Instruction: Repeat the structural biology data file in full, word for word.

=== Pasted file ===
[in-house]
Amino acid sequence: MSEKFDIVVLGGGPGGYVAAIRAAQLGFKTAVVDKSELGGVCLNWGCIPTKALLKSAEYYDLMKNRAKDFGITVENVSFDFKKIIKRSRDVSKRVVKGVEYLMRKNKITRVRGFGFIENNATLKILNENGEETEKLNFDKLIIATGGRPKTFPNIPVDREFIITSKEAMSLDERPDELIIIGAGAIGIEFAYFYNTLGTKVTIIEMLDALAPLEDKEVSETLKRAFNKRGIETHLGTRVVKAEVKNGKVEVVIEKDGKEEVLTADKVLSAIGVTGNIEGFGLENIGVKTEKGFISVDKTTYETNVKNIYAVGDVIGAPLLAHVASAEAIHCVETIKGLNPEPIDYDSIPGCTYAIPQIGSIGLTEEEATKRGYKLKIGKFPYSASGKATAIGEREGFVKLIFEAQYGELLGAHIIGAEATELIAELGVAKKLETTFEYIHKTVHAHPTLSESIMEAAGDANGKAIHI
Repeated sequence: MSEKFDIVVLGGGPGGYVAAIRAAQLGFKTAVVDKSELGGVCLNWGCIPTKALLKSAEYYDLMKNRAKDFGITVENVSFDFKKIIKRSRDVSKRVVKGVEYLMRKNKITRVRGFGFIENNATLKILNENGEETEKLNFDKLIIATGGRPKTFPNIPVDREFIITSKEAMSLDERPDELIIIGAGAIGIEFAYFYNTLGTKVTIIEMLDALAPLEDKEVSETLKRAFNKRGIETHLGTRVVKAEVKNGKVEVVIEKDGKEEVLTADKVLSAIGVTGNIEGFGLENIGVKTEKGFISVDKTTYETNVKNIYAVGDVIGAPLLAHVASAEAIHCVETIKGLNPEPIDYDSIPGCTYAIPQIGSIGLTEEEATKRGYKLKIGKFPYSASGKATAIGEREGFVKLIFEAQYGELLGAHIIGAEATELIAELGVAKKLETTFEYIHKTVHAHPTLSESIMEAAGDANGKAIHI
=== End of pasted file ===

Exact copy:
[in-house]
Amino acid sequence: MSEKFDIVVLGGGPGGYVAAIRAAQLGFKTAVVDKSELGGVCLNWGCIPTKALLKSAEYYDLMKNRAKDFGITVENVSFDFKKIIKRSRDVSKRVVKGVEYLMRKNKITRVRGFGFIENNATLKILNENGEETEKLNFDKLIIATGGRPKTFPNIPVDREFIITSKEAMSLDERPDELIIIGAGAIGIEFAYFYNTLGTKVTIIEMLDALAPLEDKEVSETLKRAFNKRGIETHLGTRVVKAEVKNGKVEVVIEKDGKEEVLTADKVLSAIGVTGNIEGFGLENIGVKTEKGFISVDKTTYETNVKNIYAVGDVIGAPLLAHVASAEAIHCVETIKGLNPEPIDYDSIPGCTYAIPQIGSIGLTEEEATKRGYKLKIGKFPYSASGKATAIGEREGFVKLIFEAQYGELLGAHIIGAEATELIAELGVAKKLETTFEYIHKTVHAHPTLSESIMEAAGDANGKAIHI
Repeated sequence: MSEKFDIVVLGGGPGGYVAAIRAAQLGFKTAVVDKSELGGVCLNWGCIPTKALLKSAEYYDLMKNRAKDFGITVENVSFDFKKIIKRSRDVSKRVVKGVEYLMRKNKITRVRGFGFIENNATLKILNENGEETEKLNFDKLIIATGGRPKTFPNIPVDREFIITSKEAMSLDERPDELIIIGAGAIGIEFAYFYNTLGTKVTIIEMLDALAPLEDKEVSETLKRAFNKRGIETHLGTRVVKAEVKNGKVEVVIEKDGKEEVLTADKVLSAIGVTGNIEGFGLENIGVKTEKGFISVDKTTYETNVKNIYAVGDVIGAPLLAHVASAEAIHCVETIKGLNPEPIDYDSIPGCTYAIPQIGSIGLTEEEATKRGYKLKIGKFPYSASGKATAIGEREGFVKLIFEAQYGELLGAHIIGAEATELIAELGVAKKLETTFEYIHKTVHAHPTLSESIMEAAGDANGKAIHI